Writing Organizations and Recommended Reading
To improve the quality and approachability of your writing think about joining a writing organization.
Writing organizations come in many flavors and genres. Here are some of my favorites (with a Pacific Northwest bias):
This non-profit Seattle organization hosts writing classes and readings in a funky labyrinth of a house. The Writer-in-Residence will take a look at your work (for free) and help point you in the right direction.
PNWA is a Seattle-based writing organization that covers all genres. It holds monthly meetings on craft and marketing and has an excellent writing contest and summer conference.
This group provides great information about writing, polishing and submitting stories. SFWA is also at the forefront in the battle to protect authors' intellectual property rights.
One of life's great mysteries is how such a talented group of children's writers and illustrators came up with such a terrible acronym. Don't try to say it, just join your local chapter. SCBWI is a wonderful place to meet other children's writers, attend excellent monthly meetings, and increase your skills and knowledge.
What happens when you put a bunch of writers together on an island? They form their own MFA program. Check out the program's residencies.
Here are a few of my favorite writing books and blogs. All are great reads.
The Playful Way to Serious Writing by Roberta Allen
Wonderful writing exercises. Makes you think and write (a dangerous combination).
No Plot? No Problem by Chris Baty
This extremely useful book tells you how to write a novel draft in a month. Quick read, fun, great advice.
Art & Fear: Observations On the Perils (and Rewards) of Artmaking by David Bayles and Ted Orland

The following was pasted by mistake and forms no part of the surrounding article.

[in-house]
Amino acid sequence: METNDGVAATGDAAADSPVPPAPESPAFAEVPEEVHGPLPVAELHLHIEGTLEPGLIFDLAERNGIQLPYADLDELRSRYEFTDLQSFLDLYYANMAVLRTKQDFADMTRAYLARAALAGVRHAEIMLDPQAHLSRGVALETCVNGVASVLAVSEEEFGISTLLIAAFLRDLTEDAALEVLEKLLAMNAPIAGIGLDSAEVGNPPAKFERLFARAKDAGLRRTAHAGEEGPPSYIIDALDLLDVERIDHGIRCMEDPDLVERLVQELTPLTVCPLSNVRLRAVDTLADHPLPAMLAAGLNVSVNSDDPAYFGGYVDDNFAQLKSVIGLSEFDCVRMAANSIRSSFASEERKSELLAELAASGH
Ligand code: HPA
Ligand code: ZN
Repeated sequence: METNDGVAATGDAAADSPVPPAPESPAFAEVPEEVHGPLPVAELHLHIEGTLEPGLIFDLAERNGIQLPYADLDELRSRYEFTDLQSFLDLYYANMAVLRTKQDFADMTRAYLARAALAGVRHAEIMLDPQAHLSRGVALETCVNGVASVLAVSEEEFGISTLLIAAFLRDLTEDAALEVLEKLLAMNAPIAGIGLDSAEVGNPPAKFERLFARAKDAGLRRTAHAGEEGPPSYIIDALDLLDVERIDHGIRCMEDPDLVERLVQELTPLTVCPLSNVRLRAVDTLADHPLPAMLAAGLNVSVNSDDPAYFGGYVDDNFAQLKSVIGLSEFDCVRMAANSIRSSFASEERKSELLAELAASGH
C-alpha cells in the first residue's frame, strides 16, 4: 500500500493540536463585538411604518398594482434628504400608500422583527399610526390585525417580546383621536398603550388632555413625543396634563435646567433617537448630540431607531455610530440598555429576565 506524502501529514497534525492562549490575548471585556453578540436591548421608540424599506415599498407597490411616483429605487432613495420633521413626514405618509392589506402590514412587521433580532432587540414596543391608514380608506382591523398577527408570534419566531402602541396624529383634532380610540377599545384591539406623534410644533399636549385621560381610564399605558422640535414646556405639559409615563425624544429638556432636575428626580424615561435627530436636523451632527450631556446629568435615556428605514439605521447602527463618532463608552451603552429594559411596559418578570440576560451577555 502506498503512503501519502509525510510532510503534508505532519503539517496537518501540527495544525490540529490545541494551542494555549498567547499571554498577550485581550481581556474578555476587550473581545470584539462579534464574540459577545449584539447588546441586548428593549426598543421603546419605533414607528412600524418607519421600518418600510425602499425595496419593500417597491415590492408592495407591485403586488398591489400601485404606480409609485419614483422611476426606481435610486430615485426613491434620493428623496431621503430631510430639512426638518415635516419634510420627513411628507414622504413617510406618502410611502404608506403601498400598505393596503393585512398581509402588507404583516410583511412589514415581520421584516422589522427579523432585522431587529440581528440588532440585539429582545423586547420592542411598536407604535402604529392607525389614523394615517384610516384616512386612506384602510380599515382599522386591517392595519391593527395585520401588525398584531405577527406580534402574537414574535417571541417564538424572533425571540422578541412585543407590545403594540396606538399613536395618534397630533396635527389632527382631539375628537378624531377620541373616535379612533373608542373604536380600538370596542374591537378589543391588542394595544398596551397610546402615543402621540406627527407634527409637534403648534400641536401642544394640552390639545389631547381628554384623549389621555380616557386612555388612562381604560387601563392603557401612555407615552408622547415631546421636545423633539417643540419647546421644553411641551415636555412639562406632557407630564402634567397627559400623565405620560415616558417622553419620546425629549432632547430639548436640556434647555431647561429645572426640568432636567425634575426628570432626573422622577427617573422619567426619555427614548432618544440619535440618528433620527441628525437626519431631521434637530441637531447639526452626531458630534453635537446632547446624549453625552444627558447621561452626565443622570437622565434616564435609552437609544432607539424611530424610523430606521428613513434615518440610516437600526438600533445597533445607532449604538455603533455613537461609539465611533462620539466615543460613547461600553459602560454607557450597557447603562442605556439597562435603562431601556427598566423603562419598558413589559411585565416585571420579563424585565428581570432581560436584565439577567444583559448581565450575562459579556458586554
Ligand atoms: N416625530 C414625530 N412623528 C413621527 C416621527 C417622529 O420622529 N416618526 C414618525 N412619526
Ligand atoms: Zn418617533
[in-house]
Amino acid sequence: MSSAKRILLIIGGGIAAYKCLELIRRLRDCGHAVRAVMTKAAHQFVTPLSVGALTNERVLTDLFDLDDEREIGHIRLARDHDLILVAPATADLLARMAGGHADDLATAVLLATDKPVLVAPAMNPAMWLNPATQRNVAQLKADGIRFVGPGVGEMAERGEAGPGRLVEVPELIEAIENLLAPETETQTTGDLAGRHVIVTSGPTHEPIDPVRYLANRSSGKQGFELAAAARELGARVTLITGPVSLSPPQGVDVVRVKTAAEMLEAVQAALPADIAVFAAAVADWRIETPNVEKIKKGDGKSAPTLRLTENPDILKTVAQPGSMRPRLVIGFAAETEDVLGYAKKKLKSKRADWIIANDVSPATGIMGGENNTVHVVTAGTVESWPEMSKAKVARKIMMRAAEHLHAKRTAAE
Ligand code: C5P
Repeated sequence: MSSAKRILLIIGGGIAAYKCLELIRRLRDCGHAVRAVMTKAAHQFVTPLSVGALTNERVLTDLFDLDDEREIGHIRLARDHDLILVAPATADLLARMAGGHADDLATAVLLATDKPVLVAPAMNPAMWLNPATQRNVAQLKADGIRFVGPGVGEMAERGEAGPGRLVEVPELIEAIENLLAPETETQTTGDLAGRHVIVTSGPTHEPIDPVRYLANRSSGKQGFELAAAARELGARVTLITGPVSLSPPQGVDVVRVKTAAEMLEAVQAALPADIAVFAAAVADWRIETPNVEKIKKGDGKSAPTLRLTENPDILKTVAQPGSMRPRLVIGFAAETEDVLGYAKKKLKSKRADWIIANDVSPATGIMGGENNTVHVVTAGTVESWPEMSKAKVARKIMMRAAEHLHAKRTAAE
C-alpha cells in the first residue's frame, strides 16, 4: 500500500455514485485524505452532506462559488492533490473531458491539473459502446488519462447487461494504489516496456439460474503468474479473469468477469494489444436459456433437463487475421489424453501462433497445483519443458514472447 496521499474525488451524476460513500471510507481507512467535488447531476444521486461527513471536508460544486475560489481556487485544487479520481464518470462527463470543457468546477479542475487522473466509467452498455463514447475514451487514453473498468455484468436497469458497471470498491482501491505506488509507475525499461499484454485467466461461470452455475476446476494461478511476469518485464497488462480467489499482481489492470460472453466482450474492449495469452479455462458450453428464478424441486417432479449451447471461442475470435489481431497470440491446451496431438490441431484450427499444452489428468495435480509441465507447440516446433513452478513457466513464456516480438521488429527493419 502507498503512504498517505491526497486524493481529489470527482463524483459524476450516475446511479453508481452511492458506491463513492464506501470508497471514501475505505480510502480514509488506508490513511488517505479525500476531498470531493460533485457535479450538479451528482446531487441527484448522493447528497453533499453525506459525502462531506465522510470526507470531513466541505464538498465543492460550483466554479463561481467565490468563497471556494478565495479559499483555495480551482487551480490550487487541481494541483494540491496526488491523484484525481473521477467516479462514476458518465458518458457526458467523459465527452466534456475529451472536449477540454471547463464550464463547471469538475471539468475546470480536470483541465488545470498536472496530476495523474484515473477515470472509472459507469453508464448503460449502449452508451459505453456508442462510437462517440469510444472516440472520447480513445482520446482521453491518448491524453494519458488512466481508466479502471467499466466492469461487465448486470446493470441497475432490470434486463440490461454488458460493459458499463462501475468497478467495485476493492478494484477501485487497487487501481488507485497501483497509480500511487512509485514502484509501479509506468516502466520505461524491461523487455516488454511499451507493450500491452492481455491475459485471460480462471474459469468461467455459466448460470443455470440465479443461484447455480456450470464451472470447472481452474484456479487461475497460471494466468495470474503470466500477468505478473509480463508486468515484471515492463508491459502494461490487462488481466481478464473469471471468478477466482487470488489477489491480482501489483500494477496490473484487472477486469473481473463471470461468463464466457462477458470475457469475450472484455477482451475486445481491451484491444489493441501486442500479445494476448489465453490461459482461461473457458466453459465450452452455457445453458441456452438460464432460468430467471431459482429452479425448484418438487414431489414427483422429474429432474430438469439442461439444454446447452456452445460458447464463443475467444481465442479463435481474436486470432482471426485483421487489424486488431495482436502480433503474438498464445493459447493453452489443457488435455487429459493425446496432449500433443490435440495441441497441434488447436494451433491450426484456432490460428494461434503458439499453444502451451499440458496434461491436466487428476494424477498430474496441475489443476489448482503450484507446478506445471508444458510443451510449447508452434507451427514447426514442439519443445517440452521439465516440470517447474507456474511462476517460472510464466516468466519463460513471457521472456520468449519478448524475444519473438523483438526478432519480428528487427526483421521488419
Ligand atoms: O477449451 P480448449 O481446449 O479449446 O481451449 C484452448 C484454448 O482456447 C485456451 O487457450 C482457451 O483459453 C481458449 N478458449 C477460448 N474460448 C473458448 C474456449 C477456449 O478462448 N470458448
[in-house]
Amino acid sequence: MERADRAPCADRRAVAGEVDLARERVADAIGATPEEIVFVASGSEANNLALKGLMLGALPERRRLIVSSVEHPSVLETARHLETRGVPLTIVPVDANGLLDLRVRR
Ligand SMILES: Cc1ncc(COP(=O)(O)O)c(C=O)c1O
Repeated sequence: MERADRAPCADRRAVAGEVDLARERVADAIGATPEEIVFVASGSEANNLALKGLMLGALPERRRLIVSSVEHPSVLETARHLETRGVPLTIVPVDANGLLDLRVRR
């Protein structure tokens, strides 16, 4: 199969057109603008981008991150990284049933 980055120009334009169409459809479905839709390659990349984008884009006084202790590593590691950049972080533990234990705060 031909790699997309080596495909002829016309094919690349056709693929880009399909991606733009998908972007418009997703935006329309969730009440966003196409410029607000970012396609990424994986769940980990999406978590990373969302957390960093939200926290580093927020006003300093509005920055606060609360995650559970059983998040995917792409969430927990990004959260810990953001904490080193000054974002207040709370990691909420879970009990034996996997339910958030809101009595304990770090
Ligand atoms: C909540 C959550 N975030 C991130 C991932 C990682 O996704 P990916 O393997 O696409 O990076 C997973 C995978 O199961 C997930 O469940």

I consider this an essential book for writers. Art and Fear discusses the psychology of artists – our psychology – without being preachy. This book is necessary if you want to survive the interior wars of the artistic life.
Seize the Day by Molly Blaisdell
This weekly blog gives specific craft advice and encouragement for writers. Molly keeps her posts short, deep, and useful.
Imaginative Writing: The Elements of Craft, by Janet Burroway
An excellent overview of craft and how the elements of writing (image, voice, character, setting, story) show themselves in various genres. Her “try this” exercises are must-do's.
Books Around the Table by Margaret Chodos-Irvine, Laura Kvasnosky, Julie Larios and Julie Paschkis
A joint blog written by four picture book writer/illustrators which explores the world of image and art. I'll admit that I subscribe for the artwork; the insightful advice and comments on the artistic life are pure frosting.
The Saturday Morning Post by Joe Ponepinto
This blog reads like a journal into the writing life. Thoughtful and inspiring. Every week traces Joe's path through the publishing world.
Dear Genius: The Letters of Ursula Nordstrom Leonard S. Marcus, editor
Ursula Nordstrom was one of the key figures in the development and growth of the children’s book industry in the United States. An intriguing, funny, informative look into the mind of a brilliant editor.
Prompts and Practices by Judy Reeves
Daily writing prompts. Read through the cards that come with this book and they will help you become a better writer. Read them carefully and they may help you become a better person.
The Amazing Story Generator by Jason Sacher
This is a fun book of mix and match prompts. Useful both in the classroom and at your writing desk. "After graduating from charm school a friendly ex-convict is reunited with a long-lost twin." Who can resist a prompt like that?